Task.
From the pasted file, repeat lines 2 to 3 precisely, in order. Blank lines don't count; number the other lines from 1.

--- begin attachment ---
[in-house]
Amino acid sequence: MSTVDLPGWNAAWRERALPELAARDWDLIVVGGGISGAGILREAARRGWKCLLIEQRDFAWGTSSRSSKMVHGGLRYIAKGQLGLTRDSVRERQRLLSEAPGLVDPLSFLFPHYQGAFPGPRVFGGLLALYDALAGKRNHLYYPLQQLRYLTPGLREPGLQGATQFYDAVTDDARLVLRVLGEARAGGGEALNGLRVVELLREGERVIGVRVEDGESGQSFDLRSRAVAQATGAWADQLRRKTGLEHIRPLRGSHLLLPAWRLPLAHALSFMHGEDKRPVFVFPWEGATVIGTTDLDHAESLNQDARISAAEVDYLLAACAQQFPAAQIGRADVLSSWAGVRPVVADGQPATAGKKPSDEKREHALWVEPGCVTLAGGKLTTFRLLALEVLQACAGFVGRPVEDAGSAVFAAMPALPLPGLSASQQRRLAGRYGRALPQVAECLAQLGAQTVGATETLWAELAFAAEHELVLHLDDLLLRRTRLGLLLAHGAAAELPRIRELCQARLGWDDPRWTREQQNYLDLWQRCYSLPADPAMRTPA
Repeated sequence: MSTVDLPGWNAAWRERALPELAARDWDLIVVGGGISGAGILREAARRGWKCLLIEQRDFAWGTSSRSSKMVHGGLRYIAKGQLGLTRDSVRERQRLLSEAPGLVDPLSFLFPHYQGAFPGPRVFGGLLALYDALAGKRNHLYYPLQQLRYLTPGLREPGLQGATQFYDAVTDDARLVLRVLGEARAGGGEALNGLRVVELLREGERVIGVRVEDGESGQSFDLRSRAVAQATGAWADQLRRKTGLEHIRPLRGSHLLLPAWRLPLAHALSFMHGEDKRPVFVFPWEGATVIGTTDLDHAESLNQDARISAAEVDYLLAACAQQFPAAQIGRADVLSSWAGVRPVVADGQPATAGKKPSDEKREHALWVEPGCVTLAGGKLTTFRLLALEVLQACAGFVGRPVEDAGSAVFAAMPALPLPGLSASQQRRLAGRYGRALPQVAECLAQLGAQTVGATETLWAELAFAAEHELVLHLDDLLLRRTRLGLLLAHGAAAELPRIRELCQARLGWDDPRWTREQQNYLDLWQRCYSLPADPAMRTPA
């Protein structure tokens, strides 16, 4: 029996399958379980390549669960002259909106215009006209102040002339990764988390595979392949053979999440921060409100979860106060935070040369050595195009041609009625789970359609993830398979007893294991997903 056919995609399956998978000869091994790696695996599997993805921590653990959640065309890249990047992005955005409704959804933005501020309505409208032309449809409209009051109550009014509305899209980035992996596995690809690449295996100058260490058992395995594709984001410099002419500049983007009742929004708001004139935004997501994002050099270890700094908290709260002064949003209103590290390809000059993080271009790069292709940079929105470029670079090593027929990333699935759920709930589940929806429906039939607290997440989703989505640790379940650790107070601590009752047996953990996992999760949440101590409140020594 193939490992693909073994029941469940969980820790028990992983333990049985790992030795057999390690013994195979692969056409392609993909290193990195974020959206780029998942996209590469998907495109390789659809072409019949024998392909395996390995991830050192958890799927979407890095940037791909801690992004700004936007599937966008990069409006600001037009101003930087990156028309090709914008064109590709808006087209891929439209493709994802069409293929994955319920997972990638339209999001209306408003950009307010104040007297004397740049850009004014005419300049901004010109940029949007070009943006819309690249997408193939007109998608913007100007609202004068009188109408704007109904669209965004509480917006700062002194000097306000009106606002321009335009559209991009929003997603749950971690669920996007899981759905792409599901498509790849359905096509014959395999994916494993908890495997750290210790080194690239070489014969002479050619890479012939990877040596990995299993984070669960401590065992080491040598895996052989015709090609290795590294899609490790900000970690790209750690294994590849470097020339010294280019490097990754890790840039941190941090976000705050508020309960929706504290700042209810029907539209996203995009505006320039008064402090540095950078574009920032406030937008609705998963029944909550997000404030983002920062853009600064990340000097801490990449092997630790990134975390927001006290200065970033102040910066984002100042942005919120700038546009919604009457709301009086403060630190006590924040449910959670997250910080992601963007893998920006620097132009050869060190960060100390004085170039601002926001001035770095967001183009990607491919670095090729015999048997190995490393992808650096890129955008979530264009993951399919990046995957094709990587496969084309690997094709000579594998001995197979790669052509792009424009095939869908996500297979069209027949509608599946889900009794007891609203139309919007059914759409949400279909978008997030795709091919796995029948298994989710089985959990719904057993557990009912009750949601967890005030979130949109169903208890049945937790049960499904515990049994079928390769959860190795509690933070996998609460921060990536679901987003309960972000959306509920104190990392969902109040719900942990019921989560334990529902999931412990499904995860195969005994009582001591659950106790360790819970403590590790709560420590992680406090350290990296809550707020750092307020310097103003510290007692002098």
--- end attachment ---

Amino acid sequence: MSTVDLPGWNAAWRERALPELAARDWDLIVVGGGISGAGILREAARRGWKCLLIEQRDFAWGTSSRSSKMVHGGLRYIAKGQLGLTRDSVRERQRLLSEAPGLVDPLSFLFPHYQGAFPGPRVFGGLLALYDALAGKRNHLYYPLQQLRYLTPGLREPGLQGATQFYDAVTDDARLVLRVLGEARAGGGEALNGLRVVELLREGERVIGVRVEDGESGQSFDLRSRAVAQATGAWADQLRRKTGLEHIRPLRGSHLLLPAWRLPLAHALSFMHGEDKRPVFVFPWEGATVIGTTDLDHAESLNQDARISAAEVDYLLAACAQQFPAAQIGRADVLSSWAGVRPVVADGQPATAGKKPSDEKREHALWVEPGCVTLAGGKLTTFRLLALEVLQACAGFVGRPVEDAGSAVFAAMPALPLPGLSASQQRRLAGRYGRALPQVAECLAQLGAQTVGATETLWAELAFAAEHELVLHLDDLLLRRTRLGLLLAHGAAAELPRIRELCQARLGWDDPRWTREQQNYLDLWQRCYSLPADPAMRTPA
Repeated sequence: MSTVDLPGWNAAWRERALPELAARDWDLIVVGGGISGAGILREAARRGWKCLLIEQRDFAWGTSSRSSKMVHGGLRYIAKGQLGLTRDSVRERQRLLSEAPGLVDPLSFLFPHYQGAFPGPRVFGGLLALYDALAGKRNHLYYPLQQLRYLTPGLREPGLQGATQFYDAVTDDARLVLRVLGEARAGGGEALNGLRVVELLREGERVIGVRVEDGESGQSFDLRSRAVAQATGAWADQLRRKTGLEHIRPLRGSHLLLPAWRLPLAHALSFMHGEDKRPVFVFPWEGATVIGTTDLDHAESLNQDARISAAEVDYLLAACAQQFPAAQIGRADVLSSWAGVRPVVADGQPATAGKKPSDEKREHALWVEPGCVTLAGGKLTTFRLLALEVLQACAGFVGRPVEDAGSAVFAAMPALPLPGLSASQQRRLAGRYGRALPQVAECLAQLGAQTVGATETLWAELAFAAEHELVLHLDDLLLRRTRLGLLLAHGAAAELPRIRELCQARLGWDDPRWTREQQNYLDLWQRCYSLPADPAMRTPA